- The Feed.
- Nick Clark Windo.
- 368 pages.
- Post-Apocalyptic / Dystopian / SFF / Fiction.
- My Rating: Hell Yeah Book Review.
Tom and Kate’s daughter turns six tomorrow, and they have to tell her about sleep.
If you sleep unwatched, you could be Taken. If you are Taken, then watching won’t save you.
Nothing saves you.
Your knowledge. Your memories. Your dreams.
If all you are is on the Feed, what will you become when the Feed goes down?
For Tom and Kate, in the six years since the world collapsed, every day has been a fight for survival. And when their daughter, Bea, goes missing, they will question whether they can even trust each other anymore.
The threat is closer than they realise…
I received a free copy of this book courtesy of the publisher in exchange for an honest review. I’d also like to thank Anne Cater for asking me to be part of the blog tour for The Feed.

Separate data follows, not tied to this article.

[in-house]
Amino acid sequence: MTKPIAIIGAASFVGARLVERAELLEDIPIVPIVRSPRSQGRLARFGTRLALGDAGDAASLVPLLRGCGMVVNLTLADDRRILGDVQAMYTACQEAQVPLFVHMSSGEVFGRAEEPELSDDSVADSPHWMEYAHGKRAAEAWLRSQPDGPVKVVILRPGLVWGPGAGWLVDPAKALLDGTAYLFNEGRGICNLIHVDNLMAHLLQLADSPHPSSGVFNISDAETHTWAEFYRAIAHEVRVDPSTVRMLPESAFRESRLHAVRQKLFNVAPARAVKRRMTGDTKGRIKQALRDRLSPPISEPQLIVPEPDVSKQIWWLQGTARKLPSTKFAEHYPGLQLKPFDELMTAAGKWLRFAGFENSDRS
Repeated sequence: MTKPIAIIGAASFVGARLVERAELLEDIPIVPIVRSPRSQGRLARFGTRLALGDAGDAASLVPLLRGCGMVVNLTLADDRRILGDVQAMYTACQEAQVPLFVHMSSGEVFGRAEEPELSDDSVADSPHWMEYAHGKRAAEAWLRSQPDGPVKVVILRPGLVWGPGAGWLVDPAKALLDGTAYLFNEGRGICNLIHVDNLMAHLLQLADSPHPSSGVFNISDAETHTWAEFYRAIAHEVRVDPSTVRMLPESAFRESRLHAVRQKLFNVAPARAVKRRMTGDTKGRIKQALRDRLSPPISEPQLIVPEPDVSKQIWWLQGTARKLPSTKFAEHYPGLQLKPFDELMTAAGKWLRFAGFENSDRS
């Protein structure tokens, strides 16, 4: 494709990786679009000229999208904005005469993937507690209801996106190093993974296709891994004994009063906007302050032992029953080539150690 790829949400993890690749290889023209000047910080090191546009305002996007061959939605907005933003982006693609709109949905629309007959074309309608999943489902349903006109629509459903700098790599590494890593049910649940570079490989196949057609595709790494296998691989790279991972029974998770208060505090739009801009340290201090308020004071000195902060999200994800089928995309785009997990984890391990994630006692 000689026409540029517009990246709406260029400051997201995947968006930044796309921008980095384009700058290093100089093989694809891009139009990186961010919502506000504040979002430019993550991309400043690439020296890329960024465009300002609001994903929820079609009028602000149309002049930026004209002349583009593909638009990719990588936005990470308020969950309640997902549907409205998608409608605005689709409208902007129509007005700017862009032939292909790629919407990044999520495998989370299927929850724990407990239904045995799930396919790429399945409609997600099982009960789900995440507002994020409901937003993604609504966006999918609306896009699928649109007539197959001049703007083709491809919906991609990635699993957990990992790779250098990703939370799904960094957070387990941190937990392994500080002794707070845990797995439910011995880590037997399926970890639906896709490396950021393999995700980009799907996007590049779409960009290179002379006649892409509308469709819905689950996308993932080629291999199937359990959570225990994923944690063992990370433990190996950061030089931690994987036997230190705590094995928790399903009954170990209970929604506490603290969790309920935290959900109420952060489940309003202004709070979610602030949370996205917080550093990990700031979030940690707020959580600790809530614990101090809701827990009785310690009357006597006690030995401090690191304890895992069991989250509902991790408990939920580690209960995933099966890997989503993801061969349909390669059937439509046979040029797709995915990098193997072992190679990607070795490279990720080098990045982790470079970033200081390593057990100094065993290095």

The Feed starts with a prologue set before the collapse and focuses on Tom and Kate, the two main characters. Tom and Kate are going ‘slow‘ completely disconnected from the Feed, talking in the real, which doesn’t happen when you are connected to the Feed as it is that immersive, your whole life plugged in to and controlled by the Feed. It’s an innocuous beginning with Tom and Kate who are a married couple and who are just trying to spend some quality time together. Until the Feed is hacked and then something catastrophic happens that sets in motion the collapse of the Feed and subsequently, society on a whole.
After the prologue, we jump forward 6 years and it’s about survival and coping in the aftermath of the collapse. Kate and Tom, their child, Bea, Graham and Jane who never had the Feed (they were resistors), Sean, Jack (Sean’s son) and Danny make up the group at the beginning. It’s a small community akin to a farming community, foraging, trying to grow crops and generally, keeping a low profile and getting by in the best way that they can. With the loss of knowledge and machinery, the way of life and living has reverted back to a more basic level. Food and resources are dwindling and it’s a daily struggle to survive.